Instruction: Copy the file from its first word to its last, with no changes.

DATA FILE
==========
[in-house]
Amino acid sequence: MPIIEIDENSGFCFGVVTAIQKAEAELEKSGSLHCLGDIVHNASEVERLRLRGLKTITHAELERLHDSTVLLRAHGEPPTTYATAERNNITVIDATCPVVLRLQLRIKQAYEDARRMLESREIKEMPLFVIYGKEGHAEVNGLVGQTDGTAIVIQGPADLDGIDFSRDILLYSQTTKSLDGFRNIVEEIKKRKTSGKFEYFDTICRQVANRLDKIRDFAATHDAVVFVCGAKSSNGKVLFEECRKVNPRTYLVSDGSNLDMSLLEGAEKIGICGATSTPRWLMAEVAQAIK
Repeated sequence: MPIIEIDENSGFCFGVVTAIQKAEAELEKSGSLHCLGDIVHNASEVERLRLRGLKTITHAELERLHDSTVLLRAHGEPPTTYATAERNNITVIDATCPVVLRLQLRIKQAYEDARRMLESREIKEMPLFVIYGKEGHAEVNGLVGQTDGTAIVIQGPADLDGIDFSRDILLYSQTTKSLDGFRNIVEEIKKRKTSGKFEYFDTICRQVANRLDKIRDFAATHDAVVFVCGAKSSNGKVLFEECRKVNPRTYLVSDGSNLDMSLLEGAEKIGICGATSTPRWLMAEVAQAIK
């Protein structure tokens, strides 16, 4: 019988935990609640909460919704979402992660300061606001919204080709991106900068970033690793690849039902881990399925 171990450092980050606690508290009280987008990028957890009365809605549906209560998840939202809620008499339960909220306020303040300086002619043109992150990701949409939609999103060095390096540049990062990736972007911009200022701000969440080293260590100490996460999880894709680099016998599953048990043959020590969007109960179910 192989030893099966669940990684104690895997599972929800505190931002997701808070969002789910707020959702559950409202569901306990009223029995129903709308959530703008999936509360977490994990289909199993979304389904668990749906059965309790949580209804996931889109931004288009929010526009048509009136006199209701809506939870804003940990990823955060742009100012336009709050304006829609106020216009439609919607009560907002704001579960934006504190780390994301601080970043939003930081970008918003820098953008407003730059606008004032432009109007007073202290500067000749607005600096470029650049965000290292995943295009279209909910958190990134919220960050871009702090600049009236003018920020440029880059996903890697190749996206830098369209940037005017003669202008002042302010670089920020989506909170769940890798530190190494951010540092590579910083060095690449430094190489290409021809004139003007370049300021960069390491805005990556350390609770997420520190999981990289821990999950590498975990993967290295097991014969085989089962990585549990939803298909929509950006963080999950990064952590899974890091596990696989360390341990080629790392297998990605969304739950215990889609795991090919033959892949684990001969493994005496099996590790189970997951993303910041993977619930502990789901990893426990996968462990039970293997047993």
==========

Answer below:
[in-house]
Amino acid sequence: MPIIEIDENSGFCFGVVTAIQKAEAELEKSGSLHCLGDIVHNASEVERLRLRGLKTITHAELERLHDSTVLLRAHGEPPTTYATAERNNITVIDATCPVVLRLQLRIKQAYEDARRMLESREIKEMPLFVIYGKEGHAEVNGLVGQTDGTAIVIQGPADLDGIDFSRDILLYSQTTKSLDGFRNIVEEIKKRKTSGKFEYFDTICRQVANRLDKIRDFAATHDAVVFVCGAKSSNGKVLFEECRKVNPRTYLVSDGSNLDMSLLEGAEKIGICGATSTPRWLMAEVAQAIK
Repeated sequence: MPIIEIDENSGFCFGVVTAIQKAEAELEKSGSLHCLGDIVHNASEVERLRLRGLKTITHAELERLHDSTVLLRAHGEPPTTYATAERNNITVIDATCPVVLRLQLRIKQAYEDARRMLESREIKEMPLFVIYGKEGHAEVNGLVGQTDGTAIVIQGPADLDGIDFSRDILLYSQTTKSLDGFRNIVEEIKKRKTSGKFEYFDTICRQVANRLDKIRDFAATHDAVVFVCGAKSSNGKVLFEECRKVNPRTYLVSDGSNLDMSLLEGAEKIGICGATSTPRWLMAEVAQAIK
């Protein structure tokens, strides 16, 4: 019988935990609640909460919704979402992660300061606001919204080709991106900068970033690793690849039902881990399925 171990450092980050606690508290009280987008990028957890009365809605549906209560998840939202809620008499339960909220306020303040300086002619043109992150990701949409939609999103060095390096540049990062990736972007911009200022701000969440080293260590100490996460999880894709680099016998599953048990043959020590969007109960179910 192989030893099966669940990684104690895997599972929800505190931002997701808070969002789910707020959702559950409202569901306990009223029995129903709308959530703008999936509360977490994990289909199993979304389904668990749906059965309790949580209804996931889109931004288009929010526009048509009136006199209701809506939870804003940990990823955060742009100012336009709050304006829609106020216009439609919607009560907002704001579960934006504190780390994301601080970043939003930081970008918003820098953008407003730059606008004032432009109007007073202290500067000749607005600096470029650049965000290292995943295009279209909910958190990134919220960050871009702090600049009236003018920020440029880059996903890697190749996206830098369209940037005017003669202008002042302010670089920020989506909170769940890798530190190494951010540092590579910083060095690449430094190489290409021809004139003007370049300021960069390491805005990556350390609770997420520190999981990289821990999950590498975990993967290295097991014969085989089962990585549990939803298909929509950006963080999950990064952590899974890091596990696989360390341990080629790392297998990605969304739950215990889609795991090919033959892949684990001969493994005496099996590790189970997951993303910041993977619930502990789901990893426990996968462990039970293997047993």